FICTION: From her childhood in the ’60s to her modern-day middle age, a woman fights the barriers of class and broken relationships to keep her clever mind from atrophying.
Tessa Hadley’s “Clever Girl” is a time-lapse unfurling of the mind of an Englishwoman whose relationships are often stumbling blocks that trip up her ambitions.
Stella is restless throughout girlhood, especially after she moves with her mother into her new stepfather’s home. “I feel like an overgrown giant in that house, bumping up against the ceiling like Alice in Wonderland after she’s found the cake labeled ‘Eat Me’: head swollen with knowledge and imagination, body swollen with sensation and longing.”
She hopes to use her mind’s agility to escape the drudgery endured by her working-class Bristol family. But her cleverness doesn’t mean that Stella bypasses the traps of the world: teen pregnancy, single motherhood, service work.
First-person narration humanizes these vignettes, bringing us into sympathetic proximity to Stella’s life. Although she is often emotionally adrift, even while deeply involved with the adults around her, she is tethered by her love for her children. It is to them that she returns after brief flights from her daily slog: “I’d once read Beckett and Burroughs — now I imagined these authors as my enemies because I thought they’d have despised the things I had no choice but to spend my life on: washing, cooking, shopping, cleaning.”
There is passion and love and friendship in Stella’s life, but she’s discontented until she returns to her studies: “It was such a relief to be clever at last. For years I had had to keep my cleverness cramped and concealed — not because it was dangerous or forbidden, but because it had no useful function in my daily life. In the wrong contexts, cleverness is just an inhibiting clumsiness.” But finally moving in academic circles isn’t the balm she’d imagined in the years of missing out on using her brain; there is a balance between heart and mind she finds essential.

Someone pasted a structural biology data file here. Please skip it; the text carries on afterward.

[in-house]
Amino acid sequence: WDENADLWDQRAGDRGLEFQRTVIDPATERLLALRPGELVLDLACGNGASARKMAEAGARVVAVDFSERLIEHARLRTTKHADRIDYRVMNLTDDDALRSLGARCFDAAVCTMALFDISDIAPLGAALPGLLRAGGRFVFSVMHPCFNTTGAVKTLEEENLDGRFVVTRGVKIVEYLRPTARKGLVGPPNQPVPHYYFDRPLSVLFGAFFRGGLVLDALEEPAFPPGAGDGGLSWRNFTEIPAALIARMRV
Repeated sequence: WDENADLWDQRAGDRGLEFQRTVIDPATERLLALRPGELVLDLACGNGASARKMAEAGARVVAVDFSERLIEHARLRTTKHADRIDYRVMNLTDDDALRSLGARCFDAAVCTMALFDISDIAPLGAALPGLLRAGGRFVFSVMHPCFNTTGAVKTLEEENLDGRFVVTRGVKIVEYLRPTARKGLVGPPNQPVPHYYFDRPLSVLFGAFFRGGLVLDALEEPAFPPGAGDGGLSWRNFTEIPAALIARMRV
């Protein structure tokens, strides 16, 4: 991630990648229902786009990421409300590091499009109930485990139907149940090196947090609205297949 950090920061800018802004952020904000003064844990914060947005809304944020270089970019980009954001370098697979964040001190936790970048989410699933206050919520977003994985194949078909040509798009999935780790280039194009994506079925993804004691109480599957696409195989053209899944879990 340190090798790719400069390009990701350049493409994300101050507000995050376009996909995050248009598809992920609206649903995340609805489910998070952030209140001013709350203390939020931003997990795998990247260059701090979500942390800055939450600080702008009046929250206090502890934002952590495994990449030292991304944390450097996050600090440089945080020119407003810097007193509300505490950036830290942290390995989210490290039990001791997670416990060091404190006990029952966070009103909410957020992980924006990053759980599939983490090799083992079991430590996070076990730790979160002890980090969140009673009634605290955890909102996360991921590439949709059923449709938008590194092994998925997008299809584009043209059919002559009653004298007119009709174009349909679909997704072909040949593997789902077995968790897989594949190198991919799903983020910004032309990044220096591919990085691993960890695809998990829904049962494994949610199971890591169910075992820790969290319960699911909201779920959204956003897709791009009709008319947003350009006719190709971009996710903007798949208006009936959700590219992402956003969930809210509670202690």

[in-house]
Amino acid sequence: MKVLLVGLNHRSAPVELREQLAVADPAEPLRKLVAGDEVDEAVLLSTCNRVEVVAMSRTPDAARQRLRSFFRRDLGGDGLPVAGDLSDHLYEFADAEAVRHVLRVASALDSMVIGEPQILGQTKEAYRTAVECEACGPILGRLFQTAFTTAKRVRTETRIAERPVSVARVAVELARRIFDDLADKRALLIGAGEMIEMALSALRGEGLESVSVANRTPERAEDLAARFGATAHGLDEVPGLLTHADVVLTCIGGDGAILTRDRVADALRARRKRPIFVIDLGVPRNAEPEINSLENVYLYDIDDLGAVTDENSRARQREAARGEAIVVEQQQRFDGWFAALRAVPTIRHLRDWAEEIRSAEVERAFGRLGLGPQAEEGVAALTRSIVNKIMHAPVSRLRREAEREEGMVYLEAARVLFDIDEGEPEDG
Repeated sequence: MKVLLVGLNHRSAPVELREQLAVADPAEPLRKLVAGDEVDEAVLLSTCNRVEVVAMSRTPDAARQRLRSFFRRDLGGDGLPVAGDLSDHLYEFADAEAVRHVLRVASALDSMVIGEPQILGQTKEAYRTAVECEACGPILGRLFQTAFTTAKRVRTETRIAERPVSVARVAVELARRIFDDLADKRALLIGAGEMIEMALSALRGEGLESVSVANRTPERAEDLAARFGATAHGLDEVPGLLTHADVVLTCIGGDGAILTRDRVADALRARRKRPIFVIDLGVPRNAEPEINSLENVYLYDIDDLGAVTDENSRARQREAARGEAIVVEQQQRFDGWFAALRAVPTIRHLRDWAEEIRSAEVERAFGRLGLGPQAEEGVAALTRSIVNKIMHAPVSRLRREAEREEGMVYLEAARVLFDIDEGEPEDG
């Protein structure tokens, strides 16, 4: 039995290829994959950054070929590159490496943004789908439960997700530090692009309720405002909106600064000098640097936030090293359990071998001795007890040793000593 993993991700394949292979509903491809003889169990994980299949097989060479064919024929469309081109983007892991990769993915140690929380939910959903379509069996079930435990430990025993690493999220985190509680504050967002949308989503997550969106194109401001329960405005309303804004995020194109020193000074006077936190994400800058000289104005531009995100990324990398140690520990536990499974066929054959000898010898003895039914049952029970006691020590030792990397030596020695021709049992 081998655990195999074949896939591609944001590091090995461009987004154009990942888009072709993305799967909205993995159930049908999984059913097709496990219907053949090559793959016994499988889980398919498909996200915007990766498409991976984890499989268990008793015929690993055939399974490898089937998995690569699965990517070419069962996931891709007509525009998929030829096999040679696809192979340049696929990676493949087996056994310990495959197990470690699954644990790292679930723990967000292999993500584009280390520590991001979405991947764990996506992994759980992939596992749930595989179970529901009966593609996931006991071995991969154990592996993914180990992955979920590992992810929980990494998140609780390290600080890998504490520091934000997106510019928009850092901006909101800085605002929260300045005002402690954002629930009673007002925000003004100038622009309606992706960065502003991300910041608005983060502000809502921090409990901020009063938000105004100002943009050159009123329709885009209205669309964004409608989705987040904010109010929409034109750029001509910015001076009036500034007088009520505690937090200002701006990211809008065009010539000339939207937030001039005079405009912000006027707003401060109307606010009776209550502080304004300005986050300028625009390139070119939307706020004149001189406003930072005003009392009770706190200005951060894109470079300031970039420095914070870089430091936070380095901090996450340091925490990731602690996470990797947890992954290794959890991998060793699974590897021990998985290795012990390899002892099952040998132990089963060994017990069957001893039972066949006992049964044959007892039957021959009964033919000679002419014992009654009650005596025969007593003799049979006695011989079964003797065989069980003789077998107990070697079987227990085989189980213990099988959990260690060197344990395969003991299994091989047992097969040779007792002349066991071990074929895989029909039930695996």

Hadley is an intimate observer of familial relationships. Absent fathers, replacement fathers, horrifying fathers and barely adequate father figures are everywhere in this novel, but it’s motherhood that has the keenest edge throughout. And as Stella ages, rarely leaving Bristol, Hadley brings each era of those late 20th-century decades to vivid life. The ’60s raw housing estate full of tree stumps, the ’70s commune with bare floors and walls hung with residents’ art and the ’80s family home complete with “seashells stenciled on the walls, fish-shaped stone soap dishes” — each home mirrors not just a phase of Stella’s life, but the greater social and historical reality in which she lives.
Ultimately, this is a beautiful and precisely drawn portrait of an everywoman, both extraordinary and ordinary.
Melanie Cremins writes about books and more at dakimel.blogspot.com.